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Middle Grades Science in Florida: A Comparison of Student Achievement in Comprehensive and Subject-specific Science Courses 2013-2017

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Date Issued:
2018
Abstract/Description:
As with U.S. student achievement on national and international science assessments, Florida's 8th grade student achievement on the 2013(-)2017 8th grade Florida Comprehensive Assessment Test (FCAT) 2.0 Science/Statewide Science Assessment (SSA) was stagnant. To break this stagnation, many Florida school districts have changed middle grades science course offerings from traditional, subject-specific, discipline-based, layered, or field-specific science courses to comprehensive, integrated, spiraled, interdisciplinary, multidisciplinary, thematic, or general science courses. There was a lack of research showing if either type of science course improved student achievement on standardized science assessments. Controlling for school district student population, low socio-economic status (SES) student percentage, and English learner (EL) percentage, this study compared the 2013(-)2017 8th grade FCAT 2.0 Science/SSA school district mean scale scores of two groups of school districts: those that offered comprehensive science courses and those that offered subject-specific science courses. Scores for three student groups were analyzed: all students, low SES students, and ELs. No statistically significant differences were found in school district mean scale scores or pass rates between the two school district groups. The comprehensive group mean scale scores were numerically higher, while the subject-specific group mean pass rates were numerically higher. The subject-specific group had statistically significantly higher raw scores for life science and physical science. The comprehensive group had wider dispersions of mean scale scores and pass rates, suggesting inconsistencies in implementation of comprehensive science courses. The primary implication of this study is that educational leaders should not expect to improve student science achievement simply by changing the type of science course offering. Changes should be made with consideration to student needs, school district demographics, teacher professional development and support, course structure and coherence with standards, and the need for flexibility in teacher assignments.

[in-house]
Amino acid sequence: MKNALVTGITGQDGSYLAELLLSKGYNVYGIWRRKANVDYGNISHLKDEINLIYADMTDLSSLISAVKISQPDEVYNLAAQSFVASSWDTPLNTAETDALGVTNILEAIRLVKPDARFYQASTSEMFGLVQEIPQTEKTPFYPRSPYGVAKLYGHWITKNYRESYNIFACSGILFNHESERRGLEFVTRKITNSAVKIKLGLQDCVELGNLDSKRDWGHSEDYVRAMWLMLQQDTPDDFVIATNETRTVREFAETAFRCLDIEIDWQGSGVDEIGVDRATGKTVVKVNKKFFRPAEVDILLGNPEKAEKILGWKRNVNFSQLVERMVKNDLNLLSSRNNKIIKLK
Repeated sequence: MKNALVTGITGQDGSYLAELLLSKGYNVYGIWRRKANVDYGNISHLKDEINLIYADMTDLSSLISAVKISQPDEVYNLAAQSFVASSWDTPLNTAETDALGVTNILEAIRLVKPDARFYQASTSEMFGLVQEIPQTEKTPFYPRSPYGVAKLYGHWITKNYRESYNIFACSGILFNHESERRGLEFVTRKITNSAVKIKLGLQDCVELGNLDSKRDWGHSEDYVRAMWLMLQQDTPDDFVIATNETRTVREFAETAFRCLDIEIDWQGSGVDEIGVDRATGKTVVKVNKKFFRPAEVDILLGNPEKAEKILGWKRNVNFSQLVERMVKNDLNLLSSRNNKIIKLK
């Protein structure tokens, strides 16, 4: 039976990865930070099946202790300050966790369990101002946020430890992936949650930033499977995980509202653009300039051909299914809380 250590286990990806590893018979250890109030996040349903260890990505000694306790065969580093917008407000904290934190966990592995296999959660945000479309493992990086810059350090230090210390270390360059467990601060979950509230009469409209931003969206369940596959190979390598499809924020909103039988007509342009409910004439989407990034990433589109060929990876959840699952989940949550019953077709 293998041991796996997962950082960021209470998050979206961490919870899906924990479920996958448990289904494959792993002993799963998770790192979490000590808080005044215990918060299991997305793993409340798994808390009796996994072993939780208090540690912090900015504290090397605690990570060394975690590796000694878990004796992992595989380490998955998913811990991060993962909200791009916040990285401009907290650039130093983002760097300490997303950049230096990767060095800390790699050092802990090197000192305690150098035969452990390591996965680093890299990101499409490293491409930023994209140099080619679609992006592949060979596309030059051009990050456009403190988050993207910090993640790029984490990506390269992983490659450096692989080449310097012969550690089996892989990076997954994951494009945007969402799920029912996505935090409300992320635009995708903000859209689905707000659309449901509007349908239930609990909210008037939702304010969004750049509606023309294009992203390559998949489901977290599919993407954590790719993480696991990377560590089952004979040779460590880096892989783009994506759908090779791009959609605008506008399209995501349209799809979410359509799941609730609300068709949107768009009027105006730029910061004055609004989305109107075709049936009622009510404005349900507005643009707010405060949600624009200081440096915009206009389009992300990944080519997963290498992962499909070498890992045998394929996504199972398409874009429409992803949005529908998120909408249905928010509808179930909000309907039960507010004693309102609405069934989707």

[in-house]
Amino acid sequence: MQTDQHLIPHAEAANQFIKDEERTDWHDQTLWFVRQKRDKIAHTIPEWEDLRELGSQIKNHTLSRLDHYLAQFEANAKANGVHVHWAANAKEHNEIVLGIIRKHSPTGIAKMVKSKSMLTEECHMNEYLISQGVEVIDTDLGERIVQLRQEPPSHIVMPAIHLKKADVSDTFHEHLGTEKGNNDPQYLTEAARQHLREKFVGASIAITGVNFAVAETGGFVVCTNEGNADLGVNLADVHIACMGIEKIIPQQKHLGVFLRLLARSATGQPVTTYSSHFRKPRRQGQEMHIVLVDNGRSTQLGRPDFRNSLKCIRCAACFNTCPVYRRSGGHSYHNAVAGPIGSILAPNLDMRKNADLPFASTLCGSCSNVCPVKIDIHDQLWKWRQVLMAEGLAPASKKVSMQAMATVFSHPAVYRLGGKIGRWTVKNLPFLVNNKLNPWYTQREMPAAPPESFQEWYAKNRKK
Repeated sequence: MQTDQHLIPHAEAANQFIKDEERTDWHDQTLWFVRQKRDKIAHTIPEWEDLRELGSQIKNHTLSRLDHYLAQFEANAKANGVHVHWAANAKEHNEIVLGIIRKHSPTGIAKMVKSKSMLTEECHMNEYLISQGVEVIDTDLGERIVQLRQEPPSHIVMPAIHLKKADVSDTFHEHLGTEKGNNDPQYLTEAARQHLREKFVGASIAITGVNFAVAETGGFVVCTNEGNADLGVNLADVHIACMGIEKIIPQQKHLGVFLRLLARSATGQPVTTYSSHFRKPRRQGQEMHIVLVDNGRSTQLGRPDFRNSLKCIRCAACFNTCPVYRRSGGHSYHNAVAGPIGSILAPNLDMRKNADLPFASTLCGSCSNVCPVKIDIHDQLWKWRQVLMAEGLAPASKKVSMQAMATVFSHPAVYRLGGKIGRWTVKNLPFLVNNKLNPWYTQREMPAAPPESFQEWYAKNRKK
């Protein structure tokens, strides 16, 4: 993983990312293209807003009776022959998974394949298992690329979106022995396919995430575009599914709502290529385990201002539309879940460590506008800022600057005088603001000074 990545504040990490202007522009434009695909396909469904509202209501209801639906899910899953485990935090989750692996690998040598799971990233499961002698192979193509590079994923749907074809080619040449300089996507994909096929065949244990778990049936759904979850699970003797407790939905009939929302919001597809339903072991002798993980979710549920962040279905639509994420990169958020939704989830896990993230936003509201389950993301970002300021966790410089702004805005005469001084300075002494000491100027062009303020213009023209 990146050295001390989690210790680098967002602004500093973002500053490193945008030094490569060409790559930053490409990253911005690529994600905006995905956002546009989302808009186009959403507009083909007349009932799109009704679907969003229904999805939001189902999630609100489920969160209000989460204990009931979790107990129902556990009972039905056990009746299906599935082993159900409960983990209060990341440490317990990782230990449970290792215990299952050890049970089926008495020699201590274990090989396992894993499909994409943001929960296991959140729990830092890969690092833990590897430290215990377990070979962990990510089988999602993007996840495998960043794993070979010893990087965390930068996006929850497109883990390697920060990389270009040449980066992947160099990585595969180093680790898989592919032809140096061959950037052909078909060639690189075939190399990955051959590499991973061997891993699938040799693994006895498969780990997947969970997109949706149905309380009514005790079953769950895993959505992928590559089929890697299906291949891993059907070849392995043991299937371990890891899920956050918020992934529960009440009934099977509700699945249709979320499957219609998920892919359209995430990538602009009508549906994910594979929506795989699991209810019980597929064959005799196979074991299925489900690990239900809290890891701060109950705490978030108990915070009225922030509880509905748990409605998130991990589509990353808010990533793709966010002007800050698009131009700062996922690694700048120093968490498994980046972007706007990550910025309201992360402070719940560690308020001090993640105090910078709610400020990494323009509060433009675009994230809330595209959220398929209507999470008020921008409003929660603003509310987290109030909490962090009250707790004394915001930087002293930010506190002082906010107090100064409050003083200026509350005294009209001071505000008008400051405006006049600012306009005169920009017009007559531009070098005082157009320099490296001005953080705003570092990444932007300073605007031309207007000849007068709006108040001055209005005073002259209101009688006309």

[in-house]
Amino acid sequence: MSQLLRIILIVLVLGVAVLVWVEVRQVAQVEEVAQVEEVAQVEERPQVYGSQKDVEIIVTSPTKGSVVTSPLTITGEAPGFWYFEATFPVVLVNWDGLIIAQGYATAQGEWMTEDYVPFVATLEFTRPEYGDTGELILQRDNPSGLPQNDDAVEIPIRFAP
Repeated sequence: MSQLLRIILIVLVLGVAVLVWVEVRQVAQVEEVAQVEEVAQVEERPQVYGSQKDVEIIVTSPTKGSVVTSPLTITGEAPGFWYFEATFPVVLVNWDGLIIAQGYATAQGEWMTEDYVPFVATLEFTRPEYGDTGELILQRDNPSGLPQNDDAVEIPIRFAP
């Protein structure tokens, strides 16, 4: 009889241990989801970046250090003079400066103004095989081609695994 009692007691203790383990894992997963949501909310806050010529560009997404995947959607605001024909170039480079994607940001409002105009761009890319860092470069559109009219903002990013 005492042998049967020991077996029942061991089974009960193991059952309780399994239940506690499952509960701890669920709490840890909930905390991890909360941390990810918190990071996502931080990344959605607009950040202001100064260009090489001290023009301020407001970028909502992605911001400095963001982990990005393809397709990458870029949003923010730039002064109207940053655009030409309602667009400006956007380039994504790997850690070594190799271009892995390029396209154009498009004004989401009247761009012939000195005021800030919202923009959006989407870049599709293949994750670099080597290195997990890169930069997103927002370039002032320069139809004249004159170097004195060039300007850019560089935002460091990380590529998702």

Title: Middle Grades Science in Florida: A Comparison of Student Achievement in Comprehensive and Subject-specific Science Courses 2013-2017.
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Name(s): Moore, Kenneth, Author
Taylor, Rosemarye, Committee Chair
Baldwin, Lee, Committee CoChair
Storey, Valerie A., Committee Member
Gao, Su, Committee Member
University of Central Florida, Degree Grantor
Type of Resource: text
Date Issued: 2018
Publisher: University of Central Florida
Language(s): English